Now for some bad news. The script looks like a poorly-cut and pasted jigsaw puzzle. And I don't think this problem can simply written off as a function of the changing lives of the characters. The progression of the tale is therefore jumbled. Tsui can usually get away with this, by pushing things along at a wacky pace and doing outrageous stuff. Possibly it doesn't work so well here because there's a lot less outrageous stuff to work with (compared, say, with the similar-but-a-bit-better Peking Opera Blues).

Sally Yeh's performance seems to encompass both the good and the bad of this film. She carries the bulk of the wackiness, giving a mostly mouth-open screaming and broad comic turn. She seems to have been on "speed". And the way she falls for Do-Re-Mi was completely unconvincing
Mostly, I didn't think the way she played it helped the film, though there were exceptions. For instance, her comic timing in the Calendar Queen sequence was spot-on, and she played the scenes to perfection. In particular, the moment where she readjusts her smile is a scream.

Of course, Sally is integral to the film - she sings the songs too, and the theme song of the same name appears on her greatest hits album.

I seriously believe that comparisons with Tri-star are valid. Both films are jumbled and messy (though SB is less so). Both have characters running around like headless chickens on speed. And both are tied up by a cliched romantic ending (SB uses one of the great Hollywood romantic set-pieces - highly predictable but very effective, and one of the film's best moments).

In summary, there is much to like and much to criticize about this flawed film. But I'd still give it a recommendation to watch, even if only lukewarm.

Reviewer Score: 4

Reviewed by: MilesC
Date: 01/30/2000
Summary: Pretty good.

I'll admit it: I'm a new-school brat. When I watch anything pre- "A Better Tomorrow," I generally expect it to look and sound cheesy. I should've expected better from Tsui Hark; this is a fairly lavish film. Content-wise, it comes up a little bit short; while this is more of a "story" movie than a "plot" movie, I felt like it lacked the over-the-top wacky climax I exected. Still, it's consistently watchable, and features one of the funnier "people hiding in a bedroom" scenes in HK movies. Less bang for the buck than Tsui's Peking Opera Blues, (which featured about as much humor, with more pathos and much more action) but certainly worth watching.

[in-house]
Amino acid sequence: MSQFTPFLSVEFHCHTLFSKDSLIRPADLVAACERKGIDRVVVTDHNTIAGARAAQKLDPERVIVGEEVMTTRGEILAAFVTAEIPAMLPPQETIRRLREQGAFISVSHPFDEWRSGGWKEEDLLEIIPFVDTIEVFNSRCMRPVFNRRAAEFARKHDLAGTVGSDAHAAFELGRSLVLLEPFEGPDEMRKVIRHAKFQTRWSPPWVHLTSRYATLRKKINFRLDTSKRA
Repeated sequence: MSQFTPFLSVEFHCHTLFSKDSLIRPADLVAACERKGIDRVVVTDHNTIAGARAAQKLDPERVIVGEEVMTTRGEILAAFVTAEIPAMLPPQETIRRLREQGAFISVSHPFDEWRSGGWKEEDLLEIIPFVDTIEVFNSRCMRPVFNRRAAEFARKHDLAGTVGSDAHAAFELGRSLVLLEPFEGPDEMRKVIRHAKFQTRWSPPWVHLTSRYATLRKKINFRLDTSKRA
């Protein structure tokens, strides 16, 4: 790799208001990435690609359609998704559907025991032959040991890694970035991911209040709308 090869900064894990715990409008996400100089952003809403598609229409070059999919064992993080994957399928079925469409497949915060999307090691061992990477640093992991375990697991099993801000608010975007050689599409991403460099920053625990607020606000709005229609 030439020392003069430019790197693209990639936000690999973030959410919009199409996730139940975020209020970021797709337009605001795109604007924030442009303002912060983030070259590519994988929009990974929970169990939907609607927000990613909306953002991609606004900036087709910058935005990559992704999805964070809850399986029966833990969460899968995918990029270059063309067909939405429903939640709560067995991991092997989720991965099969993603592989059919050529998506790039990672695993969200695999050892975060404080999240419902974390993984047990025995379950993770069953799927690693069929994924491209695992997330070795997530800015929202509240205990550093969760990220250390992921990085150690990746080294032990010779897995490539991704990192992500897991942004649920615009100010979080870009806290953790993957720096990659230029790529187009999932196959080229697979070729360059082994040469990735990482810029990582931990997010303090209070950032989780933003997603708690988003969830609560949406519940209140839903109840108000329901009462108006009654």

Reviewed by: pablo
Date: 12/09/1999

1937, Shanghai. Under a bridge during a air strike, two people in darkness vow to meet again when things are better. 1947. Wide eyed and bushy tailed Sally comes to Shanghai to make it big. She meets up with veteran club dancer Sylvia her upstairs neighbor Kenny. Classic Tsui Hark, with coincidences galore and the obligatory scene where everyone is hiding from everyone else in a crowded apartment. Nothing deep, but quite enjoyable.

Reviewed by: hkcinema
Date: 12/08/1999

This is a "funny" love story, although it also touches upon themore poignant side of life in Shanghai in the late 1940s. It all starts on one fateful night in 1937 when Shu and Kwok meet under the Soochow Bridge in Shanghai, which they used as a bomb shelter from the Japanese attack on the city. In the semi-darkness, though unable to see each other clearly, the two young people experience an immediate attraction for each other. They vow to meet again when the war is over, under the same bridge.

[Reviewed by Rim Films Catalog]